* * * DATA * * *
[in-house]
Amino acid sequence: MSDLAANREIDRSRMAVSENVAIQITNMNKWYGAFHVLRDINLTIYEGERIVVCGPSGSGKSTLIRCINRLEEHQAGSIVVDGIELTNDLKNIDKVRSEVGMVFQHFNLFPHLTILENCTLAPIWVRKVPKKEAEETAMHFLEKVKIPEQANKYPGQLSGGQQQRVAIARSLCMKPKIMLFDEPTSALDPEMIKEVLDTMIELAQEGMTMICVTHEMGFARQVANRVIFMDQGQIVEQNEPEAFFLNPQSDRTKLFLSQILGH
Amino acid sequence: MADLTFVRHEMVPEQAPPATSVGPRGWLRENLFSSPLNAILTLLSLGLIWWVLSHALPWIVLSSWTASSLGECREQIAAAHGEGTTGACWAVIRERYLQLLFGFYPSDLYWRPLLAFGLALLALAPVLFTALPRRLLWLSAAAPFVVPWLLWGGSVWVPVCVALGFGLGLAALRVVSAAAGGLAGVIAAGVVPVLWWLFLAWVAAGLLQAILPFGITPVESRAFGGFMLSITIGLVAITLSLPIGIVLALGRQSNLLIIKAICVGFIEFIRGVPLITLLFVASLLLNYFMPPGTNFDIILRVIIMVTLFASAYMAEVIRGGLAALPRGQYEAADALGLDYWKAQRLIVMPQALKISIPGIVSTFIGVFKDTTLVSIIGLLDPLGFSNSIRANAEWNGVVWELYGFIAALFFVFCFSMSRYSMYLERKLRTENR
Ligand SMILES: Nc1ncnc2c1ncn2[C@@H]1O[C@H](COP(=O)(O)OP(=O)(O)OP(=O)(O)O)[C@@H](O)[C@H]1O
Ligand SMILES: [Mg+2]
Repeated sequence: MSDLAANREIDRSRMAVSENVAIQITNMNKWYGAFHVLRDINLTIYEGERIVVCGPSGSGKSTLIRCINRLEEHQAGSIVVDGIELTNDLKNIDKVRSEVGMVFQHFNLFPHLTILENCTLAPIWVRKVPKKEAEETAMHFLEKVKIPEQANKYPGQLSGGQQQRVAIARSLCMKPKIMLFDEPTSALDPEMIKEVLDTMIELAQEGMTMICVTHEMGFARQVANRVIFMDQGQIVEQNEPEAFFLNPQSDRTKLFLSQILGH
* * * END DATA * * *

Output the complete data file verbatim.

[in-house]
Amino acid sequence: MSDLAANREIDRSRMAVSENVAIQITNMNKWYGAFHVLRDINLTIYEGERIVVCGPSGSGKSTLIRCINRLEEHQAGSIVVDGIELTNDLKNIDKVRSEVGMVFQHFNLFPHLTILENCTLAPIWVRKVPKKEAEETAMHFLEKVKIPEQANKYPGQLSGGQQQRVAIARSLCMKPKIMLFDEPTSALDPEMIKEVLDTMIELAQEGMTMICVTHEMGFARQVANRVIFMDQGQIVEQNEPEAFFLNPQSDRTKLFLSQILGH
Amino acid sequence: MADLTFVRHEMVPEQAPPATSVGPRGWLRENLFSSPLNAILTLLSLGLIWWVLSHALPWIVLSSWTASSLGECREQIAAAHGEGTTGACWAVIRERYLQLLFGFYPSDLYWRPLLAFGLALLALAPVLFTALPRRLLWLSAAAPFVVPWLLWGGSVWVPVCVALGFGLGLAALRVVSAAAGGLAGVIAAGVVPVLWWLFLAWVAAGLLQAILPFGITPVESRAFGGFMLSITIGLVAITLSLPIGIVLALGRQSNLLIIKAICVGFIEFIRGVPLITLLFVASLLLNYFMPPGTNFDIILRVIIMVTLFASAYMAEVIRGGLAALPRGQYEAADALGLDYWKAQRLIVMPQALKISIPGIVSTFIGVFKDTTLVSIIGLLDPLGFSNSIRANAEWNGVVWELYGFIAALFFVFCFSMSRYSMYLERKLRTENR
Ligand SMILES: Nc1ncnc2c1ncn2[C@@H]1O[C@H](COP(=O)(O)OP(=O)(O)OP(=O)(O)O)[C@@H](O)[C@H]1O
Ligand SMILES: [Mg+2]
Repeated sequence: MSDLAANREIDRSRMAVSENVAIQITNMNKWYGAFHVLRDINLTIYEGERIVVCGPSGSGKSTLIRCINRLEEHQAGSIVVDGIELTNDLKNIDKVRSEVGMVFQHFNLFPHLTILENCTLAPIWVRKVPKKEAEETAMHFLEKVKIPEQANKYPGQLSGGQQQRVAIARSLCMKPKIMLFDEPTSALDPEMIKEVLDTMIELAQEGMTMICVTHEMGFARQVANRVIFMDQGQIVEQNEPEAFFLNPQSDRTKLFLSQILGH